• StumbleUpon
  • Technorati
  • Reddit
  • Windows Live
  • LinkedIn
  • Evernote
  • E-mail


  • Latest
  • Blogs
  • Photos
  • Resources
Genesis Acquisition of Edcom Tells Tale of Two Companies

That Edmonton-based Genesis Integration now has most of Ontario covered with London, Ontario-based Edcom Multimedia acquired is only half the story. $40 million Genesis Integration scoops up assets of $6.5 million Edcom Multimedia, demonstrating one firm poised for growth in a market that is spitting out those that are not.

Winter Is Coming: AV/IT Convergence Is Just a Game of Thrones
3 Ways the Industry Can Improve in 2017
4 Ways the Corporate Market Is Evolving
The Future Is Now: 6 Game-Changing Technology Platforms You Can’t Ignore
View more blog posts
Inside 35 High-Tech Distance Learning Colleges

From innovative web conferencing technology to robust online learning platforms, the following North American universities offer distance learners a variety of educational options to help them earn degrees that are just as valuable as on-campus degrees.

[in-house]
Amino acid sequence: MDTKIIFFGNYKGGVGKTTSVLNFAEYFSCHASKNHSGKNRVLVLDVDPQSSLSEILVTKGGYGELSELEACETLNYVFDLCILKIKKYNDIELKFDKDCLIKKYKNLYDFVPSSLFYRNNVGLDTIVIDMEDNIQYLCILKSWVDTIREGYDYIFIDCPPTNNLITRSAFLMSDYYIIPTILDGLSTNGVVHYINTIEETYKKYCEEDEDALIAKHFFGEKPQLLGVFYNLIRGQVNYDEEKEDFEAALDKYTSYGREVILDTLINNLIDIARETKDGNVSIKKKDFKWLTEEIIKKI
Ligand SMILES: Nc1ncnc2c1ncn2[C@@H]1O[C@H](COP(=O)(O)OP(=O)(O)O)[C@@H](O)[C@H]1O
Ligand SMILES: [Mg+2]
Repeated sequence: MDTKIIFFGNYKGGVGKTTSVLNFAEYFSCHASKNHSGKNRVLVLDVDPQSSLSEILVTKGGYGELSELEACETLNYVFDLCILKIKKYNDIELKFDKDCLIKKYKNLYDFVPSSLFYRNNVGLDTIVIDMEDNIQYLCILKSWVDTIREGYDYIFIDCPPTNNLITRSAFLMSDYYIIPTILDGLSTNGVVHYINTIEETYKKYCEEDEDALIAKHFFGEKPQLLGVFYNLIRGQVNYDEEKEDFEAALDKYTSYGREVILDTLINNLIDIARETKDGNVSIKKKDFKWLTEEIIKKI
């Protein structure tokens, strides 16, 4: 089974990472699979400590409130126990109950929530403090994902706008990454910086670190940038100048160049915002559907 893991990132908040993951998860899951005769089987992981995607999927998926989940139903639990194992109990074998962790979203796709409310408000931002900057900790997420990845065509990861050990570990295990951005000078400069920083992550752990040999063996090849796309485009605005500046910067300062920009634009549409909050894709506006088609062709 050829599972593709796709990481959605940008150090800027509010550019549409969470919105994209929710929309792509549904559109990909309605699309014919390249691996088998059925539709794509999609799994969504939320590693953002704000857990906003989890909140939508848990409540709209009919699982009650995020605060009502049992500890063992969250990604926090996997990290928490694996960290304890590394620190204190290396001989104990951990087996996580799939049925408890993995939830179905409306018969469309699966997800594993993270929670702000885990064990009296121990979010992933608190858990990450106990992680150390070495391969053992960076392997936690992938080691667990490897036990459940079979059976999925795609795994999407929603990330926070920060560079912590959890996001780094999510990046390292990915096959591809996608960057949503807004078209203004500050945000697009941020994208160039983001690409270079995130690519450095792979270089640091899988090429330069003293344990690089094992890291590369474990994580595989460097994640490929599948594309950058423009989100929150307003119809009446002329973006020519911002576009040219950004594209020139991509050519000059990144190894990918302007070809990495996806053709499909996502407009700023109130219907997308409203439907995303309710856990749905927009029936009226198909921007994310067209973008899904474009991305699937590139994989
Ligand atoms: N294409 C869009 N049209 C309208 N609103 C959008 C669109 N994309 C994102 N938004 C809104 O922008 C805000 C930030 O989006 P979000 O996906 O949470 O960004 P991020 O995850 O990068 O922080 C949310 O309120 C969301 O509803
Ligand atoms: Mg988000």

Pub Rethinks Video Wall Usage Using Userful
Donald Trump Inauguration Coming to 11 LED Screens Across Capitol
Afraid of Heights? Christie’s Panoramic Projection of Los Angeles Has You Covered
James Madison University Students Get Real-World Media Experience with Hitachi Cameras
View more photo galleries


Recent comments

Great article, Tom!
Sensory is a great company with smart leaders!

Posted by Kevin Groves on 2017 01 18 · commented on
'Inside Sensory Technologies' Secrets to Mid-Market Success'.

This is all relevant here and now the industry is changing and either be in the know or left behind. Transformation…

Posted by Home Theater San Diego on 2017 01 05 · commented on
'9 Predictions That Will Undoubtedly Impact Your Business by 2021'.

Phil, you are making an important position. 

This industry is too much about dazzling customers…

Posted by Tom LeBlanc on 2016 12 27 · commented on
'2017 CI: State of the Industry Report'.

“Our industry is about creating wonder and experiences. We’ve become a strategic asset, but IT was…

Posted by Phil c on 2016 12 25 · commented on
'2017 CI: State of the Industry Report'.